Random Words on Entropy and DNS

During my last blog post, I mentioned that I would delve more into how to detect subdomains with relatively high entropy. But first I think it is important to discuss WHAT is entropy; WHY do I care if a domain or subdomain has high entropy; and finally, HOW you can use entropy in Splunk to find potentially bad things.


So, what does entropy mean? For the purposes of computer science, I tend to use the definition of entropy as “… a measure of uncertainty in a random variable” [1]. For most things in computer science, entropy is calculated with the Shannon Entropy formula invented by Claude Shannon:


In other words (since if you are still reading this section, that formula meant as much to you as it did to me), the more random a string is, the higher its calculation of randomness (or rather “entropy”). This calculation is often referred to as a “score” of entropy. To illustrate what this “measure of uncertainty” looks like in the real (ha!) cyber world, lets calculate the Shannon entropy of the domains listed below:

  • The domain aaaaa.com has a Shannon Entropy score of 1.8 (very low)
  • The domain google.com has a Shannon Entropy score of 2.6 (rather low)
  • A00wlkj—(-a.aslkn-C.a.2.sk.esasdfasf1111)-890209uC.4.com has a Shannon Entropy score of 3 (rather high)

As seen in the examples above above, a domain with lower levels of randomness (aaaaa.com and google.com) have correspondingly lower entropy scores than the long random domain A00wlkj—(-a.aslkn-C.a.2.sk.esasdfasf1111)-890209uC.4.com.


Why should you care about entropy? One good reason you should care about entropy is that it can help you detect malware and web exploits that make use of domains (and subdomains) that were created using a domain generation algorithm (DGA). As I discussed in my previous blog post, malicious actors will use a domain generation algorithm to create random looking domains and subdomains using some sort of “key” or “salt” that only they can decode. This new DGA domain can then be used for future malicious campaigns. Many different varieties malware [2] or other threats to your network use these DGA domains but some of the most famous include worms like Conficker [3] and web exploits like Blackhole Exploit Kit [4]. Since these domains are randomly generated (and may only be up for a short amount of time) [5], it makes it extremely difficult for network defenders to block them using traditional methods like blacklists.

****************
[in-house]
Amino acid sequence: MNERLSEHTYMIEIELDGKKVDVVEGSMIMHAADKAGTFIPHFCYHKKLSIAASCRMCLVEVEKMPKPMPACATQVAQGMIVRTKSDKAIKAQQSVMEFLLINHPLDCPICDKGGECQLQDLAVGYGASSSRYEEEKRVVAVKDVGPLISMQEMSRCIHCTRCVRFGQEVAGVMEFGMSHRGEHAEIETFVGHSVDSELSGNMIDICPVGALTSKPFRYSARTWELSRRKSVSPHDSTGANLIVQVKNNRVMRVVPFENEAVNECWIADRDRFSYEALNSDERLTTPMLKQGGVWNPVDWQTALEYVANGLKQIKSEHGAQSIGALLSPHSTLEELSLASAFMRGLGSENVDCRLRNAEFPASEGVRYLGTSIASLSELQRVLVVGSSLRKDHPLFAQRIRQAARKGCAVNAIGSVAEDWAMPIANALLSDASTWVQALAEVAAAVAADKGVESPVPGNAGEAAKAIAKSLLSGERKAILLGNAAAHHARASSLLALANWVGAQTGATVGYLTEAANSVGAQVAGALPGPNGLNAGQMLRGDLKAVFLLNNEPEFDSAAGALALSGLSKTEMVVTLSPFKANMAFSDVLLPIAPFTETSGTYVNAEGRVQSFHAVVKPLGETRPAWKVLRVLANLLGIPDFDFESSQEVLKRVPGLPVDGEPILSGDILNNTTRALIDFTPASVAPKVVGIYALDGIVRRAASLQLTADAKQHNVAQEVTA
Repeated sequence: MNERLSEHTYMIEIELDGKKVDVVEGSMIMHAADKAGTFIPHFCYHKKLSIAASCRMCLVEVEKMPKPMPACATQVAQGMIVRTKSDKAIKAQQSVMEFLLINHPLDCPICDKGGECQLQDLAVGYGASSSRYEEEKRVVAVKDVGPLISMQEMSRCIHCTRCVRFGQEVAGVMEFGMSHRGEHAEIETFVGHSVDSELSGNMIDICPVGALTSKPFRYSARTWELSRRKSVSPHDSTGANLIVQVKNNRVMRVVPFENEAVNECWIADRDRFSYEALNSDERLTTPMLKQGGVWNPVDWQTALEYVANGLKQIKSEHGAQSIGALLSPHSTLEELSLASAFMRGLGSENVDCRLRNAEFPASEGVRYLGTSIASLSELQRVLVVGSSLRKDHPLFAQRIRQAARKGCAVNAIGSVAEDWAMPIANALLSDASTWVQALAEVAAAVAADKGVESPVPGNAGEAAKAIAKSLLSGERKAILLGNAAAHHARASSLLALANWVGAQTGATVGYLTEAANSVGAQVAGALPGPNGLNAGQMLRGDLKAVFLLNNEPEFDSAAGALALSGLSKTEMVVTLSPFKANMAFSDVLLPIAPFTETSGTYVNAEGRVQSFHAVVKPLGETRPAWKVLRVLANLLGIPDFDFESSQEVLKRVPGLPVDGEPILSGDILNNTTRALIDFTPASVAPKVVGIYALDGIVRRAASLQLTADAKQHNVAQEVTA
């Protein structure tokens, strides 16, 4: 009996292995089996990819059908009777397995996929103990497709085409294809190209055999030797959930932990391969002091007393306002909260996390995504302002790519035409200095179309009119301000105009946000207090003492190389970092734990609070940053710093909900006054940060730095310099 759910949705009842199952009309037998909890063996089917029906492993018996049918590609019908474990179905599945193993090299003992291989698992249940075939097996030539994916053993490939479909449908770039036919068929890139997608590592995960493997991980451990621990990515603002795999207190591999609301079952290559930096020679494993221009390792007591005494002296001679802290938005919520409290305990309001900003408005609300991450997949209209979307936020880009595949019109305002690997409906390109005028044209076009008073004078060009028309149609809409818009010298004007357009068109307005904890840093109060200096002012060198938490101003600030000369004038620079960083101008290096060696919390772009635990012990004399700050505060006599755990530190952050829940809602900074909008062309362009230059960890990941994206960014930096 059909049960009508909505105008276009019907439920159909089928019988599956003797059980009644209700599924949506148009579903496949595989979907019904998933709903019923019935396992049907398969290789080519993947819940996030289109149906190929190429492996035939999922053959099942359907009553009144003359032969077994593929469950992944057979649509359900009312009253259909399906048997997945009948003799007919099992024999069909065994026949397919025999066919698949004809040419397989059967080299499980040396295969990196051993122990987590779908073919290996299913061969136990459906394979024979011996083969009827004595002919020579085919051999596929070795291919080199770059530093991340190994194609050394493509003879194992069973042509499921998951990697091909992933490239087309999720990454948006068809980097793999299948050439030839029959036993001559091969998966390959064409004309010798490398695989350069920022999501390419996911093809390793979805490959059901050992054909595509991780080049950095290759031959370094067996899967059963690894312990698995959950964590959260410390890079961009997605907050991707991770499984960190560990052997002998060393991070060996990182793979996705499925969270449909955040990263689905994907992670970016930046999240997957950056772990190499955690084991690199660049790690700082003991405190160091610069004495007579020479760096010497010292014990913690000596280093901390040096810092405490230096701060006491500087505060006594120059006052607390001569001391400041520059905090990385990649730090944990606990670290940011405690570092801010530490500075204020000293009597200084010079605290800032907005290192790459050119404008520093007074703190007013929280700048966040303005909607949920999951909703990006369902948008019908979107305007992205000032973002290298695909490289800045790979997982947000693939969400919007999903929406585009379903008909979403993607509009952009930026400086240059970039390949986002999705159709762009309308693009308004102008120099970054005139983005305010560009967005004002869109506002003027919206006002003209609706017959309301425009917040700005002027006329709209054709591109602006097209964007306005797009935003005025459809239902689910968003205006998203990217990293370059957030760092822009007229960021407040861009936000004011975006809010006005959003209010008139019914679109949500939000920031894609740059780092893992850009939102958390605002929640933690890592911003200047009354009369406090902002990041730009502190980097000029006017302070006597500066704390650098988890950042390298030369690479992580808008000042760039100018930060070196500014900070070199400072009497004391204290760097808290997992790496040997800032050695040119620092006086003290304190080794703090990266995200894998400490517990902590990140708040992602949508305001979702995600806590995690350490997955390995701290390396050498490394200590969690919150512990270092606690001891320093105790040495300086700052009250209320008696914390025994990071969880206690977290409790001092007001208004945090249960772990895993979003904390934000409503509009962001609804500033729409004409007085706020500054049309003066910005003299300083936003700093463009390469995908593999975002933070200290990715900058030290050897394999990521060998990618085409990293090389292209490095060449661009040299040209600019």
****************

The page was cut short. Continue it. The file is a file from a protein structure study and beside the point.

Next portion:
When Anton Chekov the famous Russian playwright said: “only entropy comes easy”, I believe it is safe to assume he was an avid user of the Splunk app “URL Toolbox”[6]*. URL Toolbox can be used to split a URL or DNS query apart and calculate Shannon entropy on one of its corresponding fields in Splunk. Since you can’t use traditional block lists (the domains are constantly changing) to detect DGA domains, calculating entropy on those fields helps you detect possibly malicious domains that would otherwise get lost in the data. It should be noted that this is not a perfect method. Some legitimate domains (especially content delivery network (CDN) domains, news sites, streaming video sites, and Facebook) will be extremely long and have high entropy. When you start looking at these searches, spend some time manually reviewing your data and add those legitimate domains to a whitelist domain lookup table so that you can filter them out from your results.